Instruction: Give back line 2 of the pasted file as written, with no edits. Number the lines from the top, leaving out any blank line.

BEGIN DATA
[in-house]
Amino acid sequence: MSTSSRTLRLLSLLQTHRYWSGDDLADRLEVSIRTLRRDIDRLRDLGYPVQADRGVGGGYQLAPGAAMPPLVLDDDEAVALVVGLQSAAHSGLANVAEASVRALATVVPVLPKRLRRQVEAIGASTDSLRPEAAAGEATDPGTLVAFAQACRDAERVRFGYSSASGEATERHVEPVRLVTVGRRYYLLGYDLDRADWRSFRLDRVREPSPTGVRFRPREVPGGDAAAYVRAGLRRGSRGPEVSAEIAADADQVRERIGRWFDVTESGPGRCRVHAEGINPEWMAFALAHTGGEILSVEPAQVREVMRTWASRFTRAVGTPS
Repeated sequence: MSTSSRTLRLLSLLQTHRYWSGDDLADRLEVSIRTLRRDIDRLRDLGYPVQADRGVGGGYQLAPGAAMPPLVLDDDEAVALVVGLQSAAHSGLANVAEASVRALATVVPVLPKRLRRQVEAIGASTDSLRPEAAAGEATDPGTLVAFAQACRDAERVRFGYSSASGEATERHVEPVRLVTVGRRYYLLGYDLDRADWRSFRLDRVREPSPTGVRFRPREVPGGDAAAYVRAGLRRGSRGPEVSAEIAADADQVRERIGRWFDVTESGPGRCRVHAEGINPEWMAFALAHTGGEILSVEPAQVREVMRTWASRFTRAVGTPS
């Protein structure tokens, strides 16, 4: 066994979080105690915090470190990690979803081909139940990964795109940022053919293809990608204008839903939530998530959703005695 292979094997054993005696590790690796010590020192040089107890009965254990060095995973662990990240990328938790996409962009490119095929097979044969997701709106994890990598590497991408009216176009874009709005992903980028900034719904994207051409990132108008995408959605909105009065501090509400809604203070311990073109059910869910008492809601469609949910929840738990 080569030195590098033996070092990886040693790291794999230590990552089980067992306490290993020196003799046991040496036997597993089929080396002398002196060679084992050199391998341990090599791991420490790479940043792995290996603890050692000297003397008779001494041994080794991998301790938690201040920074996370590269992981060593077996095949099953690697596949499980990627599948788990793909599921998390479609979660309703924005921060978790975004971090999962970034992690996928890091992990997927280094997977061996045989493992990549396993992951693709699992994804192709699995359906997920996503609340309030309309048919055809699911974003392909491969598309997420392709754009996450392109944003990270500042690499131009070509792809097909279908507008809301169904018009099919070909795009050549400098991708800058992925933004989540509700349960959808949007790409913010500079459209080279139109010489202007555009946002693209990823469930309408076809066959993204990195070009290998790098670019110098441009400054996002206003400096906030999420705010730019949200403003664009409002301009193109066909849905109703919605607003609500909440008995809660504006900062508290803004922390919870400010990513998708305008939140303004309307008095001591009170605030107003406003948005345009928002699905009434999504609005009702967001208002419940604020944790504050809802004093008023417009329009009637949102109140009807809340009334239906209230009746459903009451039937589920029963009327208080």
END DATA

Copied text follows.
Amino acid sequence: MSTSSRTLRLLSLLQTHRYWSGDDLADRLEVSIRTLRRDIDRLRDLGYPVQADRGVGGGYQLAPGAAMPPLVLDDDEAVALVVGLQSAAHSGLANVAEASVRALATVVPVLPKRLRRQVEAIGASTDSLRPEAAAGEATDPGTLVAFAQACRDAERVRFGYSSASGEATERHVEPVRLVTVGRRYYLLGYDLDRADWRSFRLDRVREPSPTGVRFRPREVPGGDAAAYVRAGLRRGSRGPEVSAEIAADADQVRERIGRWFDVTESGPGRCRVHAEGINPEWMAFALAHTGGEILSVEPAQVREVMRTWASRFTRAVGTPS